When you pick up a video game, what type of entertainment are you looking for? What is the element that usually draws you in the most? Do you play for the story? Do you play to be challenged? Do you play to pwn n00bz? It seems that we all seek different sort of gratification from the video game medium.
This conversation started when I mentioned the “innovative” game play in Prince of Persia. Why is it innovative? Shamus probably explain this much better in his video:
Reset Button: Most Innovative Videogame of 2008 by Shamus Young
Prince of Persia is innovative because it removes character death from the equation. It’s simply impossible to die in the game. Each time you botch a jump, your sidekick will rescue you and drop you back on the ledge you fell from. Every time, an opponent knocks you out he regenerates some health but you get to stand up, and try again. I haven’t actually play this game yet, but to me that sounds like a grand idea. I can’t tell you how many times I gave up on a game or turned to cheat codes because it was just to frustrating to continue. The truth is that I do not play video games to be challenged. While I enjoy a reasonable challenge, I am ultimately more interested in the unfolding story. When I’m playing a FPS game I want to feel like a bad-ass action hero and do hero like stuff. I don’t want to play memory based puzzle game that forces me to memorize the position of every enemy and trap, and then perform a complex set of maneuvers with flawless timing. That doesn’t sound like fun to me at all. I require a steady stream of new stimuli to retain my attention and keep me going. Repetition bores me to death, and thus I find games built around the DIAS game play model to be needlessly frustrating and boring.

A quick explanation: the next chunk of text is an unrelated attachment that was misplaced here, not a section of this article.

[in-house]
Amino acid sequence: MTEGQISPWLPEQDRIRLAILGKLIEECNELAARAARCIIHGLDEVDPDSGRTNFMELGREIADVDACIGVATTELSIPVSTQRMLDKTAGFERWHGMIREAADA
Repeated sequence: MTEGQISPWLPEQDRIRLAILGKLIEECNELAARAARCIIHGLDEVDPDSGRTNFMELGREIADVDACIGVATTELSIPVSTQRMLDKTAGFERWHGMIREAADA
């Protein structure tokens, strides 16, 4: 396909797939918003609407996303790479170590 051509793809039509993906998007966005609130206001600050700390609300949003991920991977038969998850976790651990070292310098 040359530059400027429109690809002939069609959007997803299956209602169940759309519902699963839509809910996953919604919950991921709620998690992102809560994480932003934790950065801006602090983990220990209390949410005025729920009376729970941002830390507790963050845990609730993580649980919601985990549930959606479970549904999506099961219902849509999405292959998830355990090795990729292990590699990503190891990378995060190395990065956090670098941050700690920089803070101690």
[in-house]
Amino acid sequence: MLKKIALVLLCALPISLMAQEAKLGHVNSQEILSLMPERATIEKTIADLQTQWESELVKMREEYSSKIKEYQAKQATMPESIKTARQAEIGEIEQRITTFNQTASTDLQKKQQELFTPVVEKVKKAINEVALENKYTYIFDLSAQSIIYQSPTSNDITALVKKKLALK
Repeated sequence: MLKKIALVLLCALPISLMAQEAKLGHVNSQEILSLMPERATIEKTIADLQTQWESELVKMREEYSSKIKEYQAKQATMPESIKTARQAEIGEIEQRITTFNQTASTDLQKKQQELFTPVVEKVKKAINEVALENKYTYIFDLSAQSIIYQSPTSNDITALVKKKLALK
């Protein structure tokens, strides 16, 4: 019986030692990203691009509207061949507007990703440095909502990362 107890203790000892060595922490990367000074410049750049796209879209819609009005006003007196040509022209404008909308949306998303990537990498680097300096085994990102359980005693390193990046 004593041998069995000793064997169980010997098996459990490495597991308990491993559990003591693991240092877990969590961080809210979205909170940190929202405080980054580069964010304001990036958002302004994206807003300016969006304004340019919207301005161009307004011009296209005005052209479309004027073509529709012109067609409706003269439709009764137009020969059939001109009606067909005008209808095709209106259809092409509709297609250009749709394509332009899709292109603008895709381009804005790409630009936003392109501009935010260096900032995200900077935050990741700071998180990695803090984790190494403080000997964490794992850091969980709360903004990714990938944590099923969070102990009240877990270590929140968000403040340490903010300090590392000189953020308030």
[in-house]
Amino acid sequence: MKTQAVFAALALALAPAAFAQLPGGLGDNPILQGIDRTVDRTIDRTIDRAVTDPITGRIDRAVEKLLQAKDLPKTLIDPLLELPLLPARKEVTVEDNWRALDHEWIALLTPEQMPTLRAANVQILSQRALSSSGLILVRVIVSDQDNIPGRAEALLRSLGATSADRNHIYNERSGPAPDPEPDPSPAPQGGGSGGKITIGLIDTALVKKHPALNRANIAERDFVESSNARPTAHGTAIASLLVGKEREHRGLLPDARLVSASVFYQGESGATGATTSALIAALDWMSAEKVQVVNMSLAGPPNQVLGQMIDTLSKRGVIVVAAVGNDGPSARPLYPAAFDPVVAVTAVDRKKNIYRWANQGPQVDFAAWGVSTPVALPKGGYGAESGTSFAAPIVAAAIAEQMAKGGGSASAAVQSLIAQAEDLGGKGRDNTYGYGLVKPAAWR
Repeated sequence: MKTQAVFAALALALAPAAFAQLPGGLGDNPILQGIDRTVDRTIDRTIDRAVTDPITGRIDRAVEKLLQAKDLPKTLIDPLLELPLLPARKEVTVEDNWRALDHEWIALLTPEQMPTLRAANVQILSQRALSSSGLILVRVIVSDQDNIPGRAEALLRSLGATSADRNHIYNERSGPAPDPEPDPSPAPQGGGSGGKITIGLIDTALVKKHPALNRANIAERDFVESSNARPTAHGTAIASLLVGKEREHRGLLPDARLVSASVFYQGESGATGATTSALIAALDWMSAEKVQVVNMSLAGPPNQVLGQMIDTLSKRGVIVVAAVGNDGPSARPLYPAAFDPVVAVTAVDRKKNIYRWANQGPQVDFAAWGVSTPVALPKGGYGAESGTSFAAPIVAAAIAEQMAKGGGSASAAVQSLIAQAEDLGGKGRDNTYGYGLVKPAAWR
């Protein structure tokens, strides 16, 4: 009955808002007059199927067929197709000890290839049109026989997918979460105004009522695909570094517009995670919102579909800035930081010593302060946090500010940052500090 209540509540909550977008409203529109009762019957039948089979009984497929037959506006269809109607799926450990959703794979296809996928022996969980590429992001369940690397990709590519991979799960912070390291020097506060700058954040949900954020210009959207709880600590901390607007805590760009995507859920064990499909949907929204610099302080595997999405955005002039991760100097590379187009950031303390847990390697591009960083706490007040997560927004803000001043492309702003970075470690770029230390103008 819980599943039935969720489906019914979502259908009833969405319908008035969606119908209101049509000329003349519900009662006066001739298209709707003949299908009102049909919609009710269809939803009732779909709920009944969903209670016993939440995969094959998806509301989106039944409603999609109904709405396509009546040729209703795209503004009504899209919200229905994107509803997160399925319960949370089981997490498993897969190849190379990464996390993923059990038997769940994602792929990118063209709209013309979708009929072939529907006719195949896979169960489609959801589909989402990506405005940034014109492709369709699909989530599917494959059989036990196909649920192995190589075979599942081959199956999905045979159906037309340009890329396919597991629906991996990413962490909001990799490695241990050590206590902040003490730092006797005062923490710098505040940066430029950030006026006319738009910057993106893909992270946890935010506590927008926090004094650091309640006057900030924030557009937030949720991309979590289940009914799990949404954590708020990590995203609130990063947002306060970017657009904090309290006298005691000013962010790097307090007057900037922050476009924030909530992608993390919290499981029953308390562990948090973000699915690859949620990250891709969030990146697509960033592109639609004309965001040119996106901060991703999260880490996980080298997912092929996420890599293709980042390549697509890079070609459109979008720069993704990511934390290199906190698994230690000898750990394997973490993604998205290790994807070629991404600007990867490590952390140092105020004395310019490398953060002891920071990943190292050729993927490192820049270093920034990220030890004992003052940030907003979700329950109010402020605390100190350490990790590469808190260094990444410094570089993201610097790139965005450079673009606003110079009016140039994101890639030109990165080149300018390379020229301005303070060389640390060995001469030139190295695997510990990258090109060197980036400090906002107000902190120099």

I really get no enjoyment from “mastering” a level or learning how to flawlessly clear some area. I get more of a kick out of beating my enemies by flying by the seat of my pants, and improvising on the fly. If I die, I slightly adjust my strategy and try again. If I die 50 times in a row making only minimal progress in each iteration, I’m hitting up the internet for cheat codes or quitting the game. So a death free game sounds like a great idea to me.